I have been a fan of muffins for years and years, having grown up with The Thomas English muffins with their "nooks and crannies".  Never been able to make my own, however.    About four years ago someone gave us a muffin package from Wolfermans.    No "nooks and crannies", but great muffins.  Does anyone out there know how to make Wolferman's muffins?

simon3030's picture

Hi, just a point here - in the UK what you have been calling crumpets, are also called pikelets - the name tends to be geographical - in the South of the UK (England really), they are called crumpets; in the Midlands & North  (around Birmingham and up) they are called pikelets. Exactly the same item, just different names....although sometimes pikelets are thinner, but stilll 'holey' seems from wikipedia that Australians also call them pikelets.. There is some debate here...

Some sites show what I would call a drop scone - a griddled batter 'cake', (like a US pancake) with no holes - a pikelet/crumpet should have holes, caused by the raising agent, so that  the butter melts down them! Shop bought ones need tooasting on both sides before the butter, or if you are topping them, toast just the base till it goes crispy, then flip over, top and then grill - they are also great as mini pizzas, with tomato paste, herbs, and then cheese, grilled.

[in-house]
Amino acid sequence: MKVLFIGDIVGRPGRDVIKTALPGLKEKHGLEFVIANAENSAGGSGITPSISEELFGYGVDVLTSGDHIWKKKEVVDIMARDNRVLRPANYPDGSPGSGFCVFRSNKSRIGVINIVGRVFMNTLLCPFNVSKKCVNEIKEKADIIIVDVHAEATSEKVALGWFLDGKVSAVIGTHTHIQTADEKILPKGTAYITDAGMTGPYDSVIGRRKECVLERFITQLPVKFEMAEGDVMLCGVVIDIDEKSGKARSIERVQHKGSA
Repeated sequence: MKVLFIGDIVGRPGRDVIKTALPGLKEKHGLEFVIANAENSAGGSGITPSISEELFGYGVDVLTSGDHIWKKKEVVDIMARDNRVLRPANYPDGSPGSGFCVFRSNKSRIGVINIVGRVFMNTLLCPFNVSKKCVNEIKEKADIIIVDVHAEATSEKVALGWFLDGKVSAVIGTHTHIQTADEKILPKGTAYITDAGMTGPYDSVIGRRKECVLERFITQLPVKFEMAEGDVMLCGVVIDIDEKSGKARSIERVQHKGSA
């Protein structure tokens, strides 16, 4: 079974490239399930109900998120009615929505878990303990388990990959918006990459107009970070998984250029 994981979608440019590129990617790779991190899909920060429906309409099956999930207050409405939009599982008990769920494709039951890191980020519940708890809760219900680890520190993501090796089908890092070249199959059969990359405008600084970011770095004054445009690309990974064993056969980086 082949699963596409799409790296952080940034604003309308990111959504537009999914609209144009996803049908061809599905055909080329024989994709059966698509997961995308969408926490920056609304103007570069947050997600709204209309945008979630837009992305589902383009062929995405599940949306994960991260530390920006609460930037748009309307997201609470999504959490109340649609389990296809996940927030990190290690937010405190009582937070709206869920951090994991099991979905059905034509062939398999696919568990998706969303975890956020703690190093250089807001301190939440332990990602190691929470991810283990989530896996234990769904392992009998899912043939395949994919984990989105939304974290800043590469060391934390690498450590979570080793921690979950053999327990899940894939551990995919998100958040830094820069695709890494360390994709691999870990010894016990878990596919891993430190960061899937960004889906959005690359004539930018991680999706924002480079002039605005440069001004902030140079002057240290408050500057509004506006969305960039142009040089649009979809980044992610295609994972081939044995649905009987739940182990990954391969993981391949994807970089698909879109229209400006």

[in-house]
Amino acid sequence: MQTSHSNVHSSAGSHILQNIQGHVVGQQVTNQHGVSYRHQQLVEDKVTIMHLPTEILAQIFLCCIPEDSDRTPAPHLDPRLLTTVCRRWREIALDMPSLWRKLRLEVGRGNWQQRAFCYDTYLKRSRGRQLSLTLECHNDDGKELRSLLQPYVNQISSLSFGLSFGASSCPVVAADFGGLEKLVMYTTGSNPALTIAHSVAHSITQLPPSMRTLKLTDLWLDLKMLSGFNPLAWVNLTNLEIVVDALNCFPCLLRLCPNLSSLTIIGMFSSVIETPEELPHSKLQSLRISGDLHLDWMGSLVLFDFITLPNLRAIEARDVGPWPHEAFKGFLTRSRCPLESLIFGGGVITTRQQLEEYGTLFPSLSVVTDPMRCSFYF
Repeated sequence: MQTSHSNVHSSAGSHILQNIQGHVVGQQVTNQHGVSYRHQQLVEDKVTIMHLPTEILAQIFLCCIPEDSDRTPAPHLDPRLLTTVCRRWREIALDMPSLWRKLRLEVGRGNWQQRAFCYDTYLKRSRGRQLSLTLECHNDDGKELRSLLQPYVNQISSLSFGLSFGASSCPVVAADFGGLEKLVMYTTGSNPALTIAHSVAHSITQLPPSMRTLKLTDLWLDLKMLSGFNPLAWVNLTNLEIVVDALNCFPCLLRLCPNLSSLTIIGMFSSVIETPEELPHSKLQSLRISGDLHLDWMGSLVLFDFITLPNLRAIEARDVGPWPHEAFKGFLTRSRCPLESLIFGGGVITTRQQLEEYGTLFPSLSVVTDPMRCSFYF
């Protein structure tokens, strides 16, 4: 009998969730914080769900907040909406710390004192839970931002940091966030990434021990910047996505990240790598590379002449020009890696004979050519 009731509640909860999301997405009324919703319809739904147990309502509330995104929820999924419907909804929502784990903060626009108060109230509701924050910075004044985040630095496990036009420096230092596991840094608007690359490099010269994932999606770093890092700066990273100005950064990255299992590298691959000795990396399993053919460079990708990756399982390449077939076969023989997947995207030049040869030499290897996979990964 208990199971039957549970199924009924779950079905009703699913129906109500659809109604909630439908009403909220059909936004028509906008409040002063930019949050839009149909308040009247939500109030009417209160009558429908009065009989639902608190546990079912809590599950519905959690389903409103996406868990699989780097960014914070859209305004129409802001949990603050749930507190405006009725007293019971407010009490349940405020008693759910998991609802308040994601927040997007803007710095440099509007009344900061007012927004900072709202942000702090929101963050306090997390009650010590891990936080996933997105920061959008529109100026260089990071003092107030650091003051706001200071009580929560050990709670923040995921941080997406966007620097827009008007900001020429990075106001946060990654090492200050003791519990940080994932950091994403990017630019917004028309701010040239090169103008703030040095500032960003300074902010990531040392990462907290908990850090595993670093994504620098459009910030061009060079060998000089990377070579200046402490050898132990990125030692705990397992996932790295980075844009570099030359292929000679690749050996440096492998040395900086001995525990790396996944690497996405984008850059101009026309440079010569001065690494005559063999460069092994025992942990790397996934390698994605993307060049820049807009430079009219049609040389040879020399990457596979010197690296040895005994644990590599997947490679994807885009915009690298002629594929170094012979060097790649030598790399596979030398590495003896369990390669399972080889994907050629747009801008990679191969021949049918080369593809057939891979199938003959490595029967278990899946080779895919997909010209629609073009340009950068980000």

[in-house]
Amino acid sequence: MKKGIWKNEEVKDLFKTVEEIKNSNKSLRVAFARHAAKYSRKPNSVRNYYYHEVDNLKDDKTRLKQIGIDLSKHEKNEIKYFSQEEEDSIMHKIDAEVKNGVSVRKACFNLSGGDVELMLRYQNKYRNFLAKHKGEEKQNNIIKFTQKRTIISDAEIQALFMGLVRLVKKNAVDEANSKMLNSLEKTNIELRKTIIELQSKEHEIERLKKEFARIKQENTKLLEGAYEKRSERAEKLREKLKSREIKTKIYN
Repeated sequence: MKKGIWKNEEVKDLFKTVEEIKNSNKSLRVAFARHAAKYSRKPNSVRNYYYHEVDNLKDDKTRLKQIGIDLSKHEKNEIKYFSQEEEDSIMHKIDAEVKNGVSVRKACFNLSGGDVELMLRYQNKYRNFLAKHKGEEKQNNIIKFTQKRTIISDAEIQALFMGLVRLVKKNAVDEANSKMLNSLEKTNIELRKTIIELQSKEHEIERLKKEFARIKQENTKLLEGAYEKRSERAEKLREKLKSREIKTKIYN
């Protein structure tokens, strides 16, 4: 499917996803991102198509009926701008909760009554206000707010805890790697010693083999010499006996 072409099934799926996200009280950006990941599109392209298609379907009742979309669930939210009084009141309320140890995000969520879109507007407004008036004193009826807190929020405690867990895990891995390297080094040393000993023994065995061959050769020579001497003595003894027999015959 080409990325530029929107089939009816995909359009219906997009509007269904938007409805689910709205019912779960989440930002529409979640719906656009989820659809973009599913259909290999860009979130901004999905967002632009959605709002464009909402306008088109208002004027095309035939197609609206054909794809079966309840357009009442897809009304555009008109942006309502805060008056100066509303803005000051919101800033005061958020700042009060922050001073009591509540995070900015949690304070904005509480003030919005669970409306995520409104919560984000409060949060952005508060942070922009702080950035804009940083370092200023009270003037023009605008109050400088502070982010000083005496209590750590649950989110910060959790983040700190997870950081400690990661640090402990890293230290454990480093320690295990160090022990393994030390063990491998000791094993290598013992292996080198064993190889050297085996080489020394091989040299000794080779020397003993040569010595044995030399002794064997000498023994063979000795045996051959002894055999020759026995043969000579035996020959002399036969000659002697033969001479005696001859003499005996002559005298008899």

When we moved from Birmingham to Buckinghamshire 15 years ago, we realised that by moving 70 miles south, a whole new world of language opened up!

dabrownman's picture

my cute little muffins off in 30 minutes.  I cut mine into squares with the bench scraper since I have no cutter and I didnlt want to open a can of tuna at 8 in the morning :-)